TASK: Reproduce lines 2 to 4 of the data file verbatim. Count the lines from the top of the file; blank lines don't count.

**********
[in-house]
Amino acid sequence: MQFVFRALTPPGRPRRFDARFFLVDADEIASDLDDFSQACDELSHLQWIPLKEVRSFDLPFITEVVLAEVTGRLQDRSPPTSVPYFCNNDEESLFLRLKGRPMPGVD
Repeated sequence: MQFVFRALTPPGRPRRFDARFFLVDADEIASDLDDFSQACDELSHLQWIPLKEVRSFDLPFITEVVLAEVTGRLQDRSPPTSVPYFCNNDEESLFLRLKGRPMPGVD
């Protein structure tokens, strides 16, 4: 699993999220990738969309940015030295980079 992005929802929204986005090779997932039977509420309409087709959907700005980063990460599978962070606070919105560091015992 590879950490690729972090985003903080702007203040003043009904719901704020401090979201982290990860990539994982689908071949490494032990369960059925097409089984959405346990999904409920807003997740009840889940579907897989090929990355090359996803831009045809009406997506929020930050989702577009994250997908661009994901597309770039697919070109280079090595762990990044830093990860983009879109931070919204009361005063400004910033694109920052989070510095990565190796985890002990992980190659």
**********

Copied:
Amino acid sequence: MQFVFRALTPPGRPRRFDARFFLVDADEIASDLDDFSQACDELSHLQWIPLKEVRSFDLPFITEVVLAEVTGRLQDRSPPTSVPYFCNNDEESLFLRLKGRPMPGVD
Repeated sequence: MQFVFRALTPPGRPRRFDARFFLVDADEIASDLDDFSQACDELSHLQWIPLKEVRSFDLPFITEVVLAEVTGRLQDRSPPTSVPYFCNNDEESLFLRLKGRPMPGVD
């Protein structure tokens, strides 16, 4: 699993999220990738969309940015030295980079 992005929802929204986005090779997932039977509420309409087709959907700005980063990460599978962070606070919105560091015992 590879950490690729972090985003903080702007203040003043009904719901704020401090979201982290990860990539994982689908071949490494032990369960059925097409089984959405346990999904409920807003997740009840889940579907897989090929990355090359996803831009045809009406997506929020930050989702577009994250997908661009994901597309770039697919070109280079090595762990990044830093990860983009879109931070919204009361005063400004910033694109920052989070510095990565190796985890002990992980190659």